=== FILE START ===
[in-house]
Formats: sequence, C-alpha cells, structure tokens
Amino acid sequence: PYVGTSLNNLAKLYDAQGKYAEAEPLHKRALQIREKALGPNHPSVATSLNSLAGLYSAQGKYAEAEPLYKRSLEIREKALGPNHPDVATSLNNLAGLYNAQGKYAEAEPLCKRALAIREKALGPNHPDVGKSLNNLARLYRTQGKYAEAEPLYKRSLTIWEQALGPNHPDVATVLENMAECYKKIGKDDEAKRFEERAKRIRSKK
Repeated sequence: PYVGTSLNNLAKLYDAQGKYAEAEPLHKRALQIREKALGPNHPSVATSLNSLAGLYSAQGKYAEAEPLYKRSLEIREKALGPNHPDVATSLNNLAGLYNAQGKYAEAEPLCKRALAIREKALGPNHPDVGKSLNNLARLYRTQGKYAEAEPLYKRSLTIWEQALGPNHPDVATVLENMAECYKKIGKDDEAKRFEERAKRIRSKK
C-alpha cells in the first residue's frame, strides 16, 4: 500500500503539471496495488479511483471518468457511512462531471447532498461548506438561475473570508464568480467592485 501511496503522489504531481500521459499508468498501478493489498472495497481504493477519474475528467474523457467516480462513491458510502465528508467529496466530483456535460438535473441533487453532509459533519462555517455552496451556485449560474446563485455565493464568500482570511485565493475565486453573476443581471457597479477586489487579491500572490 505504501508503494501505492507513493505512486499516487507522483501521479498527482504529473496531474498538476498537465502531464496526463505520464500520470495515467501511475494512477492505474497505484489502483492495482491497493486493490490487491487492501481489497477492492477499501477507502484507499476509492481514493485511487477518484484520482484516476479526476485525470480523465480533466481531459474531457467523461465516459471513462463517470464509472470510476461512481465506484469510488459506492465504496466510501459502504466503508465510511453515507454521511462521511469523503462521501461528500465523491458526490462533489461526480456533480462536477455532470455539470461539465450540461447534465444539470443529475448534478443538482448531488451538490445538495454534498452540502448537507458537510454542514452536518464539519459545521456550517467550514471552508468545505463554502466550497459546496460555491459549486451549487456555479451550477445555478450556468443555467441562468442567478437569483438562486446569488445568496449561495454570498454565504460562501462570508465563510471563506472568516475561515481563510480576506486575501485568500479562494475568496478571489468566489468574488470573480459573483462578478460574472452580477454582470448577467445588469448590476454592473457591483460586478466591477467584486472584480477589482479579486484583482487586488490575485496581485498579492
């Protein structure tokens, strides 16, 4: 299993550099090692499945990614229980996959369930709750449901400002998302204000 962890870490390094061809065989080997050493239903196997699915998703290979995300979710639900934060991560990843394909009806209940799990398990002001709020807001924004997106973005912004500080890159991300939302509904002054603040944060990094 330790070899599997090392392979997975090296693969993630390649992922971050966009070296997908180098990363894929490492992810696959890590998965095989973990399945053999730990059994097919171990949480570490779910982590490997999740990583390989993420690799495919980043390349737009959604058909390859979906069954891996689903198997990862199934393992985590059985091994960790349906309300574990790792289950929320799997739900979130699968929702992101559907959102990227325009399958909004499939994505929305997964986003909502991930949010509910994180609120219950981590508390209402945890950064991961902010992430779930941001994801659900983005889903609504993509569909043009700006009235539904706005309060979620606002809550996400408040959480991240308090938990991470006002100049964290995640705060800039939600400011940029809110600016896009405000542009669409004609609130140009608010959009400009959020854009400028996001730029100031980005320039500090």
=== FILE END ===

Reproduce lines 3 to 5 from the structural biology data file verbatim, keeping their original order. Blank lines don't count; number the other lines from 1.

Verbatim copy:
Amino acid sequence: PYVGTSLNNLAKLYDAQGKYAEAEPLHKRALQIREKALGPNHPSVATSLNSLAGLYSAQGKYAEAEPLYKRSLEIREKALGPNHPDVATSLNNLAGLYNAQGKYAEAEPLCKRALAIREKALGPNHPDVGKSLNNLARLYRTQGKYAEAEPLYKRSLTIWEQALGPNHPDVATVLENMAECYKKIGKDDEAKRFEERAKRIRSKK
Repeated sequence: PYVGTSLNNLAKLYDAQGKYAEAEPLHKRALQIREKALGPNHPSVATSLNSLAGLYSAQGKYAEAEPLYKRSLEIREKALGPNHPDVATSLNNLAGLYNAQGKYAEAEPLCKRALAIREKALGPNHPDVGKSLNNLARLYRTQGKYAEAEPLYKRSLTIWEQALGPNHPDVATVLENMAECYKKIGKDDEAKRFEERAKRIRSKK
C-alpha cells in the first residue's frame, strides 16, 4: 500500500503539471496495488479511483471518468457511512462531471447532498461548506438561475473570508464568480467592485 501511496503522489504531481500521459499508468498501478493489498472495497481504493477519474475528467474523457467516480462513491458510502465528508467529496466530483456535460438535473441533487453532509459533519462555517455552496451556485449560474446563485455565493464568500482570511485565493475565486453573476443581471457597479477586489487579491500572490 505504501508503494501505492507513493505512486499516487507522483501521479498527482504529473496531474498538476498537465502531464496526463505520464500520470495515467501511475494512477492505474497505484489502483492495482491497493486493490490487491487492501481489497477492492477499501477507502484507499476509492481514493485511487477518484484520482484516476479526476485525470480523465480533466481531459474531457467523461465516459471513462463517470464509472470510476461512481465506484469510488459506492465504496466510501459502504466503508465510511453515507454521511462521511469523503462521501461528500465523491458526490462533489461526480456533480462536477455532470455539470461539465450540461447534465444539470443529475448534478443538482448531488451538490445538495454534498452540502448537507458537510454542514452536518464539519459545521456550517467550514471552508468545505463554502466550497459546496460555491459549486451549487456555479451550477445555478450556468443555467441562468442567478437569483438562486446569488445568496449561495454570498454565504460562501462570508465563510471563506472568516475561515481563510480576506486575501485568500479562494475568496478571489468566489468574488470573480459573483462578478460574472452580477454582470448577467445588469448590476454592473457591483460586478466591477467584486472584480477589482479579486484583482487586488490575485496581485498579492